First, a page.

I’m still following my tradition of looking back at what I covered and processing it into a blogpost. The general aim is for me to process the stuff I wrote about before, and give a reader some compressed value of an otherwise unforgiving linear medium. Time waits for no-one.
Why did it take so friggin’ long?
For Months 1 & 2, I did so on a monthly basis. Later on, I was interrupted for study-related reasons, so hereby a 3 month summary (though only about 6 weeks of real activity).
Now, if month 1 can be categorised as a focus on market research, design, core-values, the value chain, and trends in FnR, and month 2 on human resources, business strategy, branding & marketing, innovation, and finance, months 3-6 aimed at news & trends, operational issues, marketing & branding, entrepreneurship, and strategy. Phew, what a mouthful… this is going to be a long post, so let’s get started.
Following three headings cover, what I call, micro-topics. They delve into specific situations (news & trends) or issues in running a business (operational, branding & marketing).
News & Trends
I noticed a decreased focus on news these months, simply because I didn’t want to re-blog other people’s stuff, and found conceptual lenses, and micro-topics more interesting. Also, my links often covered some news, as do my continuously updated bookmarks.
Nevertheless, I tried to identified some trends, namely private labels, organics, and SEPA, which I discussed at some greater depth. For Private labels, I looked at what regions and product lines were doing best, and came to the conclusion that there’s huge potential in terms of lifestyle-products and offering higher quality goods than manufacturers can, simply because of the savings in marketing. I discussed lifestyle in a number of other posts, but I will go into those later on.
For organics, which has seen a huge upsurge in the last 5 years, I remain bearish, simply because I see it as a very inefficient, resource, and human-intensive process, that, in combination with the high energy-costs and rising food-prices, may not appeal to consumers increasingly shrinking wallets. That said, innovations are usually inefficient at the start, organics fill a certain need, and more automisation in such production-methods may dissolve many of my arguments.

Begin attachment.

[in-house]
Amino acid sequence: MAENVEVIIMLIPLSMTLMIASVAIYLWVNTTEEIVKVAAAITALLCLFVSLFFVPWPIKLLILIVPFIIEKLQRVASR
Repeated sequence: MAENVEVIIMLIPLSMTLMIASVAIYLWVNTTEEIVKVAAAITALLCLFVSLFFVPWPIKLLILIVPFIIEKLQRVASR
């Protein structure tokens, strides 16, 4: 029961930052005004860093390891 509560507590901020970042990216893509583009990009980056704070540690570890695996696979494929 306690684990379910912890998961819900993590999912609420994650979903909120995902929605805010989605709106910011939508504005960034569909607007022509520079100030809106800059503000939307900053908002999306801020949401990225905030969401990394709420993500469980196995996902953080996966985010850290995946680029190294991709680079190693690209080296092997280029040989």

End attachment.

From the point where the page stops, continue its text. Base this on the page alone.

I also looked at SEPA—the single European payment area—which was just launched (and you should be seeing an option to pay via SEPA in your internet-banking site now). Arguably the most boring post, I’ve ever, ever written (well, there are some contenders), but since I want Europe to be a single market so that businesses can finally benefit from the same economies of scale as the US, China, India, and Brazil, I thought it be important to discuss it.
Microscopically, and just for fun, I also identified some trends in terms of cinematics, beers, and pie, as well as a changing perception of expertise (more on this when I discuss entrepreneurship later on).
A second focal point was on operations of food & retail-outlets. I’m fascinated by optimising internal processes of businesses, so one of the topics I focussed on was whether it would be possible to use lean Toyota principles in a Food / Retail environment. I think it is, but at the same time, should not act as a replacement for customer-service. Granted, competition is fierce and any cost-savings should be welcomed, but the differentiating factor should be the amount of cherries on top: service-quality, product-quality, etc. I still need to read the book, though, and I definitely have more to learn/write about this subject.
I also looked at real-estate, fairly extensively, though some topics for future exploration remain. Clearly one of the biggest pains for FnR-venues is location, location, location… (it is also an inherent strategic component to large franchises like McDonalds) and I started with looking at structuring search and using checklists. In a second post I looked at the competitive/cooperative context of choosing a location, and in the third post, I looked at a number of costs that are part of the location choice.
Marketing & Branding
M & B is a continuous micro-topic of mine, even though I don’t consider myself a marketeer. Two of my favourite topics include “the service paradox – on self-service and customer-rentention,” which discusses the strangely liberating effect that no service has on today’s individualised customers and positively affects their loyalty in return… talk about an eye-opener, for me at least… and “Lifestyle products – the costs of educating a market,” which looks at the significant marketing-costs associated with starting a company in an unmapped market. As for the latter, I’ll definitely be writing more about the particularities of lifestyle-products pretty soon.
The other three topics were interludes—hence the reason why I don’t consider myself an expert. I wrote about how much of marketing is based on arguments, how arguments are often designed to distract or confuse an audience, how the consumer is overwhelmed with them, and how their value is ultimately decreased drastically. Very abstract… I also proposed that this is exactly why simple products work exactly so well: kill the argument.
Two more interludes include a review of Malcolm Gladwell‘s books, which both offer great insight into how people think (and how to market products), and I re-blogged “a marketing plan in a nutshell,” kindly provided by an MBA-student at MeFi, which should be useful as a general reference.
Following are topics that are core to what I write about: entrepreneurship and strategy. The first aiming at starting, running, and growing FnR-related companies, and the second at the bigger picture: taking an industry-perspective, how to interact within the context of a value-chain, core-pains, etc. There is also considerable overlap between the links I discuss now and those that came before.